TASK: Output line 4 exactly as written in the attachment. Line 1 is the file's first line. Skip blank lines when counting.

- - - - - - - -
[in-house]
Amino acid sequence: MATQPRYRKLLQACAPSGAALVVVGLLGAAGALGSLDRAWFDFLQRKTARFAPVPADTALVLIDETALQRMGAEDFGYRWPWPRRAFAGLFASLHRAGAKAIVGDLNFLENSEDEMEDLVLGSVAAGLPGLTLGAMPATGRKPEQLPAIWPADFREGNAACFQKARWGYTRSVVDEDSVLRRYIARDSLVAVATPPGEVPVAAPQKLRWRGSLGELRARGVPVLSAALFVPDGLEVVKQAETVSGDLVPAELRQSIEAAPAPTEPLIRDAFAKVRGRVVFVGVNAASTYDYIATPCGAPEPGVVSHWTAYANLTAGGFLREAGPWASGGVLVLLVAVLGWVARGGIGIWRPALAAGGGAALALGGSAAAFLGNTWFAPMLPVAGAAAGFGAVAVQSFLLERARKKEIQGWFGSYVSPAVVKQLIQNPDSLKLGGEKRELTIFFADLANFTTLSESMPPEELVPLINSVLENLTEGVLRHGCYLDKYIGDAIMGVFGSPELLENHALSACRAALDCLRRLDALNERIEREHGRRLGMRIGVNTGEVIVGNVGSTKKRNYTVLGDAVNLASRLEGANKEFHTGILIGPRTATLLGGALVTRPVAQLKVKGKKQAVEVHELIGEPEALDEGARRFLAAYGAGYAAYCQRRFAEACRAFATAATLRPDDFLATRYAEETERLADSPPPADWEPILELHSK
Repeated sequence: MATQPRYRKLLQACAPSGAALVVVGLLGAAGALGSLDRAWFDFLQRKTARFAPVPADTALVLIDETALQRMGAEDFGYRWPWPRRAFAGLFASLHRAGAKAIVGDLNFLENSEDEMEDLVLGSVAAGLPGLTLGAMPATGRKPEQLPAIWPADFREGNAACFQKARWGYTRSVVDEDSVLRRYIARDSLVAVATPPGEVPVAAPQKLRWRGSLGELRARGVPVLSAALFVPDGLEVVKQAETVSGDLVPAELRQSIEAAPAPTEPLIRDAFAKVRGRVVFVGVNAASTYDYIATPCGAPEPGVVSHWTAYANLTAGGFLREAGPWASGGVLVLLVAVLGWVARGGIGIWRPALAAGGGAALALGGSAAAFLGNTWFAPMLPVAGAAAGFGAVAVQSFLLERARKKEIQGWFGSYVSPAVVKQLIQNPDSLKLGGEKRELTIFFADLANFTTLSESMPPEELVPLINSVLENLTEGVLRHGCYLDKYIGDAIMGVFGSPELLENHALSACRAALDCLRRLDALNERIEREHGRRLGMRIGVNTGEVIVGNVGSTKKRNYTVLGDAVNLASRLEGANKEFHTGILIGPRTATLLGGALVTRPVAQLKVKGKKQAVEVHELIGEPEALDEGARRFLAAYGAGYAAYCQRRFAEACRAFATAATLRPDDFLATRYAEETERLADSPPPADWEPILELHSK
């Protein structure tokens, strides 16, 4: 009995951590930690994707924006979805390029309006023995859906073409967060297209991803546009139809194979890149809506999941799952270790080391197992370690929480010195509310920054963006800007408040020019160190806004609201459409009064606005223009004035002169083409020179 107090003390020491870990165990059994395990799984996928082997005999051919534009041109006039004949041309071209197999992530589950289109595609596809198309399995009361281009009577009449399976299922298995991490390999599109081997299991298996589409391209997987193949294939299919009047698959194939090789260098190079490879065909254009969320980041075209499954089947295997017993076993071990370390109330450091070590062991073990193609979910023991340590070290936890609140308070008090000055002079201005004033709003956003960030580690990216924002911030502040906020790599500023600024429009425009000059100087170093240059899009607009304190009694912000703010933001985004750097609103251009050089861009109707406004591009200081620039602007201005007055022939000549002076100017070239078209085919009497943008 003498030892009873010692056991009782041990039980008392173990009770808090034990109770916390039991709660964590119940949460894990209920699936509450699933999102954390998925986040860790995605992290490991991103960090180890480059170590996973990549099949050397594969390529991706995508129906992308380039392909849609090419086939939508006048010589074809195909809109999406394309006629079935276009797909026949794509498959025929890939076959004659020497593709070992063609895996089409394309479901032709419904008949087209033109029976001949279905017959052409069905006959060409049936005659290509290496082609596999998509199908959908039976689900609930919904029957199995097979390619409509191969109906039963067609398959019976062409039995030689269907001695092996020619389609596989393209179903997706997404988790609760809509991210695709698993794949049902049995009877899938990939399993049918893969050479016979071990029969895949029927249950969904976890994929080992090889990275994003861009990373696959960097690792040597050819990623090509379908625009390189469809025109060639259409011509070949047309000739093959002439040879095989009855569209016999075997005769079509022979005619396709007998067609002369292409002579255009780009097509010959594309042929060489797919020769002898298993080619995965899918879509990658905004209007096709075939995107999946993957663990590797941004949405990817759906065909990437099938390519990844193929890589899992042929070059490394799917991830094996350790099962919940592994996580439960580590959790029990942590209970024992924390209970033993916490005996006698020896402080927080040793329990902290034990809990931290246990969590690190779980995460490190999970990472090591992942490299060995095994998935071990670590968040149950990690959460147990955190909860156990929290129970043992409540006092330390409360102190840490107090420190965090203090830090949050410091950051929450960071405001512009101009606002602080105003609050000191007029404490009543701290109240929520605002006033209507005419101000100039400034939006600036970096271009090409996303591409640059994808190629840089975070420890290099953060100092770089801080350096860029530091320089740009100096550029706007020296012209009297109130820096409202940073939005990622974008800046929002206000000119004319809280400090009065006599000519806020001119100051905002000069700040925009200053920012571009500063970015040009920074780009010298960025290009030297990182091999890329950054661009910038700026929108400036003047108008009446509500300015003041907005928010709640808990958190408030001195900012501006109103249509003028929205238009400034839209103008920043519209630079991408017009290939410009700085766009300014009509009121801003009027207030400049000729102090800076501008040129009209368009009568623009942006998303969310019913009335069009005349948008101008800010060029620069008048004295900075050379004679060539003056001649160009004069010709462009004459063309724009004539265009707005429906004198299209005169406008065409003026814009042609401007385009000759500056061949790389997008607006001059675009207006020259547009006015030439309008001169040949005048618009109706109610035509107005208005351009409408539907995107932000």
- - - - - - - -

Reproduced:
């Protein structure tokens, strides 16, 4: 009995951590930690994707924006979805390029309006023995859906073409967060297209991803546009139809194979890149809506999941799952270790080391197992370690929480010195509310920054963006800007408040020019160190806004609201459409009064606005223009004035002169083409020179 107090003390020491870990165990059994395990799984996928082997005999051919534009041109006039004949041309071209197999992530589950289109595609596809198309399995009361281009009577009449399976299922298995991490390999599109081997299991298996589409391209997987193949294939299919009047698959194939090789260098190079490879065909254009969320980041075209499954089947295997017993076993071990370390109330450091070590062991073990193609979910023991340590070290936890609140308070008090000055002079201005004033709003956003960030580690990216924002911030502040906020790599500023600024429009425009000059100087170093240059899009607009304190009694912000703010933001985004750097609103251009050089861009109707406004591009200081620039602007201005007055022939000549002076100017070239078209085919009497943008 003498030892009873010692056991009782041990039980008392173990009770808090034990109770916390039991709660964590119940949460894990209920699936509450699933999102954390998925986040860790995605992290490991991103960090180890480059170590996973990549099949050397594969390529991706995508129906992308380039392909849609090419086939939508006048010589074809195909809109999406394309006629079935276009797909026949794509498959025929890939076959004659020497593709070992063609895996089409394309479901032709419904008949087209033109029976001949279905017959052409069905006959060409049936005659290509290496082609596999998509199908959908039976689900609930919904029957199995097979390619409509191969109906039963067609398959019976062409039995030689269907001695092996020619389609596989393209179903997706997404988790609760809509991210695709698993794949049902049995009877899938990939399993049918893969050479016979071990029969895949029927249950969904976890994929080992090889990275994003861009990373696959960097690792040597050819990623090509379908625009390189469809025109060639259409011509070949047309000739093959002439040879095989009855569209016999075997005769079509022979005619396709007998067609002369292409002579255009780009097509010959594309042929060489797919020769002898298993080619995965899918879509990658905004209007096709075939995107999946993957663990590797941004949405990817759906065909990437099938390519990844193929890589899992042929070059490394799917991830094996350790099962919940592994996580439960580590959790029990942590209970024992924390209970033993916490005996006698020896402080927080040793329990902290034990809990931290246990969590690190779980995460490190999970990472090591992942490299060995095994998935071990670590968040149950990690959460147990955190909860156990929290129970043992409540006092330390409360102190840490107090420190965090203090830090949050410091950051929450960071405001512009101009606002602080105003609050000191007029404490009543701290109240929520605002006033209507005419101000100039400034939006600036970096271009090409996303591409640059994808190629840089975070420890290099953060100092770089801080350096860029530091320089740009100096550029706007020296012209009297109130820096409202940073939005990622974008800046929002206000000119004319809280400090009065006599000519806020001119100051905002000069700040925009200053920012571009500063970015040009920074780009010298960025290009030297990182091999890329950054661009910038700026929108400036003047108008009446509500300015003041907005928010709640808990958190408030001195900012501006109103249509003028929205238009400034839209103008920043519209630079991408017009290939410009700085766009300014009509009121801003009027207030400049000729102090800076501008040129009209368009009568623009942006998303969310019913009335069009005349948008101008800010060029620069008048004295900075050379004679060539003056001649160009004069010709462009004459063309724009004539265009707005429906004198299209005169406008065409003026814009042609401007385009000759500056061949790389997008607006001059675009207006020259547009006015030439309008001169040949005048618009109706109610035509107005208005351009409408539907995107932000």